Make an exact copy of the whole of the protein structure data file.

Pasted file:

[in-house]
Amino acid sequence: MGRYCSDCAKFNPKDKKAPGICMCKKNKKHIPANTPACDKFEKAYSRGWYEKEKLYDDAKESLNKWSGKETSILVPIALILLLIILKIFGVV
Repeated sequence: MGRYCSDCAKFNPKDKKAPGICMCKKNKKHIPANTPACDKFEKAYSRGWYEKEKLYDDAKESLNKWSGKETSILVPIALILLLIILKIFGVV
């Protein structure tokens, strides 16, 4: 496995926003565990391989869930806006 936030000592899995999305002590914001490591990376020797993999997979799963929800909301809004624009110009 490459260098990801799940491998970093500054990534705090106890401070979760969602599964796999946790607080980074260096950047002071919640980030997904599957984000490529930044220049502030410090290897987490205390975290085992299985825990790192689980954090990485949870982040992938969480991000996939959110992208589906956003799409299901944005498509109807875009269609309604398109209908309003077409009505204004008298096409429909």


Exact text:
[in-house]
Amino acid sequence: MGRYCSDCAKFNPKDKKAPGICMCKKNKKHIPANTPACDKFEKAYSRGWYEKEKLYDDAKESLNKWSGKETSILVPIALILLLIILKIFGVV
Repeated sequence: MGRYCSDCAKFNPKDKKAPGICMCKKNKKHIPANTPACDKFEKAYSRGWYEKEKLYDDAKESLNKWSGKETSILVPIALILLLIILKIFGVV
């Protein structure tokens, strides 16, 4: 496995926003565990391989869930806006 936030000592899995999305002590914001490591990376020797993999997979799963929800909301809004624009110009 490459260098990801799940491998970093500054990534705090106890401070979760969602599964796999946790607080980074260096950047002071919640980030997904599957984000490529930044220049502030410090290897987490205390975290085992299985825990790192689980954090990485949870982040992938969480991000996939959110992208589906956003799409299901944005498509109807875009269609309604398109209908309003077409009505204004008298096409429909």